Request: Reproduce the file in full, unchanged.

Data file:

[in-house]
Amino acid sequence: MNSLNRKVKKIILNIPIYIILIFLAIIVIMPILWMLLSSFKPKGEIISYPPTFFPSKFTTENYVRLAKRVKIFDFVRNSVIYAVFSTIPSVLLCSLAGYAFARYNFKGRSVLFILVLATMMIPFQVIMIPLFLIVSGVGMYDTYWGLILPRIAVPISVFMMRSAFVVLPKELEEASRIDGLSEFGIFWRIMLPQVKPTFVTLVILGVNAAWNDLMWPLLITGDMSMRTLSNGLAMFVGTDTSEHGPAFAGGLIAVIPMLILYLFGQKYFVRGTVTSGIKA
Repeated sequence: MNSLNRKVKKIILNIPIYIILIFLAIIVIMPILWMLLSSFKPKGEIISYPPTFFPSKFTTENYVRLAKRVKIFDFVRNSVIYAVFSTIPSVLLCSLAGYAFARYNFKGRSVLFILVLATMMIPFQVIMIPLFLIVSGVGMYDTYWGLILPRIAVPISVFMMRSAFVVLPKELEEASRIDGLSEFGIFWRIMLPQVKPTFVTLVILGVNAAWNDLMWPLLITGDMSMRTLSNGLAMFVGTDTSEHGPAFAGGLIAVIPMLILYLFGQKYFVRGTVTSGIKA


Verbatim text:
[in-house]
Amino acid sequence: MNSLNRKVKKIILNIPIYIILIFLAIIVIMPILWMLLSSFKPKGEIISYPPTFFPSKFTTENYVRLAKRVKIFDFVRNSVIYAVFSTIPSVLLCSLAGYAFARYNFKGRSVLFILVLATMMIPFQVIMIPLFLIVSGVGMYDTYWGLILPRIAVPISVFMMRSAFVVLPKELEEASRIDGLSEFGIFWRIMLPQVKPTFVTLVILGVNAAWNDLMWPLLITGDMSMRTLSNGLAMFVGTDTSEHGPAFAGGLIAVIPMLILYLFGQKYFVRGTVTSGIKA
Repeated sequence: MNSLNRKVKKIILNIPIYIILIFLAIIVIMPILWMLLSSFKPKGEIISYPPTFFPSKFTTENYVRLAKRVKIFDFVRNSVIYAVFSTIPSVLLCSLAGYAFARYNFKGRSVLFILVLATMMIPFQVIMIPLFLIVSGVGMYDTYWGLILPRIAVPISVFMMRSAFVVLPKELEEASRIDGLSEFGIFWRIMLPQVKPTFVTLVILGVNAAWNDLMWPLLITGDMSMRTLSNGLAMFVGTDTSEHGPAFAGGLIAVIPMLILYLFGQKYFVRGTVTSGIKA